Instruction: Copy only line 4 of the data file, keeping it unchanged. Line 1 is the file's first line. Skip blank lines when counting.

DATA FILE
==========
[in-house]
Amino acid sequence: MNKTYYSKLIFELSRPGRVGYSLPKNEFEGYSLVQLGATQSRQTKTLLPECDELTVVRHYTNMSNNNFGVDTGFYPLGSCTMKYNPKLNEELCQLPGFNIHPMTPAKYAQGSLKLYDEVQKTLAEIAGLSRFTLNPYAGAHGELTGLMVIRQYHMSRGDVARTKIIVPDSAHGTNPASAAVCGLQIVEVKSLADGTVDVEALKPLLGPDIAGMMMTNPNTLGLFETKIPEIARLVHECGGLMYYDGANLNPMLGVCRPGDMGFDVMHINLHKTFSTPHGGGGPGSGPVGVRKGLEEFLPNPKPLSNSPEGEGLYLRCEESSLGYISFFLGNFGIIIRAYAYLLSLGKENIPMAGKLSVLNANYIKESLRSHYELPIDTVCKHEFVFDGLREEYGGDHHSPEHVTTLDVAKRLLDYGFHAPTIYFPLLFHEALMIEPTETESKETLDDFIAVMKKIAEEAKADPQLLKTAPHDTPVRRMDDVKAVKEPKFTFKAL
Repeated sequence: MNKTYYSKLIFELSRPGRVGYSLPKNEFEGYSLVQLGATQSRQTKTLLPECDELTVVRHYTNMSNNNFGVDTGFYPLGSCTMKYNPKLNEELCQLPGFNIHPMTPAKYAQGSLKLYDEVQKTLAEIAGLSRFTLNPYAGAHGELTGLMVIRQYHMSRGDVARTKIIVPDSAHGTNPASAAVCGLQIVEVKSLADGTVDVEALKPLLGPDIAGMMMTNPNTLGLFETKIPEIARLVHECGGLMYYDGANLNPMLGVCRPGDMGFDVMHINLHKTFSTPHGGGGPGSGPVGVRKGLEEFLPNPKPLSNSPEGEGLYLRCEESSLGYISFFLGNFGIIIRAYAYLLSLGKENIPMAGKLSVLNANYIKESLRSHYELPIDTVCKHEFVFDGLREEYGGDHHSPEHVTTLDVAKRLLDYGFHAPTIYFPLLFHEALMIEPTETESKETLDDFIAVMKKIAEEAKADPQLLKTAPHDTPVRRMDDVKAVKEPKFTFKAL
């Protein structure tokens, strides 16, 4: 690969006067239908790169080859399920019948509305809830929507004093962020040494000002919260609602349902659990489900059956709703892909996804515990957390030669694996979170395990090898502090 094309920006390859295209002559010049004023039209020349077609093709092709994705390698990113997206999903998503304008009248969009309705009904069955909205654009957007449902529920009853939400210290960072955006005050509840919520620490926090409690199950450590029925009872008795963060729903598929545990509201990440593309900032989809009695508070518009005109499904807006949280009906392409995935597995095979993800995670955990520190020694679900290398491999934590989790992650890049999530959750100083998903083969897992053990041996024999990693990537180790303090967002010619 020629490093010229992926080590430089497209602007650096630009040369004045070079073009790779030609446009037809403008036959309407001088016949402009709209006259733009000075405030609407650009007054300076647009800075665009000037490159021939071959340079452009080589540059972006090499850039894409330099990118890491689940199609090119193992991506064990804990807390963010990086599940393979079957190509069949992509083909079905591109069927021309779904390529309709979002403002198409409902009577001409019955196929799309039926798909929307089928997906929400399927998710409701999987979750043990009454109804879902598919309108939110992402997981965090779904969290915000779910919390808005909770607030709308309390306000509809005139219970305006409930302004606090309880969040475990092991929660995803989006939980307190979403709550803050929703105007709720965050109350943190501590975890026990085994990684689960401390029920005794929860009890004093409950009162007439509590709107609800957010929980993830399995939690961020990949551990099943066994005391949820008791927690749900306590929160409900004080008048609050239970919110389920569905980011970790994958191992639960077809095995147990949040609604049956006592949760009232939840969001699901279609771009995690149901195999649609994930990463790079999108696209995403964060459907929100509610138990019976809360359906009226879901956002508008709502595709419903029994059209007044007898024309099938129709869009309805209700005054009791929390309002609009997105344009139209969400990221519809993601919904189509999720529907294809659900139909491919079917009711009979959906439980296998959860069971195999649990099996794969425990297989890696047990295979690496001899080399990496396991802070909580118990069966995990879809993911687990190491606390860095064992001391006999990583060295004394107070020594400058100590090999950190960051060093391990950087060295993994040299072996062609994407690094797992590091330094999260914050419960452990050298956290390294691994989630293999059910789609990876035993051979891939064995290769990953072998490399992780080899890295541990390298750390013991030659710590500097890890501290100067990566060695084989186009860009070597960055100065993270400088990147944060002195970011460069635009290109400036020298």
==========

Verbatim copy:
């Protein structure tokens, strides 16, 4: 690969006067239908790169080859399920019948509305809830929507004093962020040494000002919260609602349902659990489900059956709703892909996804515990957390030669694996979170395990090898502090 094309920006390859295209002559010049004023039209020349077609093709092709994705390698990113997206999903998503304008009248969009309705009904069955909205654009957007449902529920009853939400210290960072955006005050509840919520620490926090409690199950450590029925009872008795963060729903598929545990509201990440593309900032989809009695508070518009005109499904807006949280009906392409995935597995095979993800995670955990520190020694679900290398491999934590989790992650890049999530959750100083998903083969897992053990041996024999990693990537180790303090967002010619 020629490093010229992926080590430089497209602007650096630009040369004045070079073009790779030609446009037809403008036959309407001088016949402009709209006259733009000075405030609407650009007054300076647009800075665009000037490159021939071959340079452009080589540059972006090499850039894409330099990118890491689940199609090119193992991506064990804990807390963010990086599940393979079957190509069949992509083909079905591109069927021309779904390529309709979002403002198409409902009577001409019955196929799309039926798909929307089928997906929400399927998710409701999987979750043990009454109804879902598919309108939110992402997981965090779904969290915000779910919390808005909770607030709308309390306000509809005139219970305006409930302004606090309880969040475990092991929660995803989006939980307190979403709550803050929703105007709720965050109350943190501590975890026990085994990684689960401390029920005794929860009890004093409950009162007439509590709107609800957010929980993830399995939690961020990949551990099943066994005391949820008791927690749900306590929160409900004080008048609050239970919110389920569905980011970790994958191992639960077809095995147990949040609604049956006592949760009232939840969001699901279609771009995690149901195999649609994930990463790079999108696209995403964060459907929100509610138990019976809360359906009226879901956002508008709502595709419903029994059209007044007898024309099938129709869009309805209700005054009791929390309002609009997105344009139209969400990221519809993601919904189509999720529907294809659900139909491919079917009711009979959906439980296998959860069971195999649990099996794969425990297989890696047990295979690496001899080399990496396991802070909580118990069966995990879809993911687990190491606390860095064992001391006999990583060295004394107070020594400058100590090999950190960051060093391990950087060295993994040299072996062609994407690094797992590091330094999260914050419960452990050298956290390294691994989630293999059910789609990876035993051979891939064995290769990953072998490399992780080899890295541990390298750390013991030659710590500097890890501290100067990566060695084989186009860009070597960055100065993270400088990147944060002195970011460069635009290109400036020298």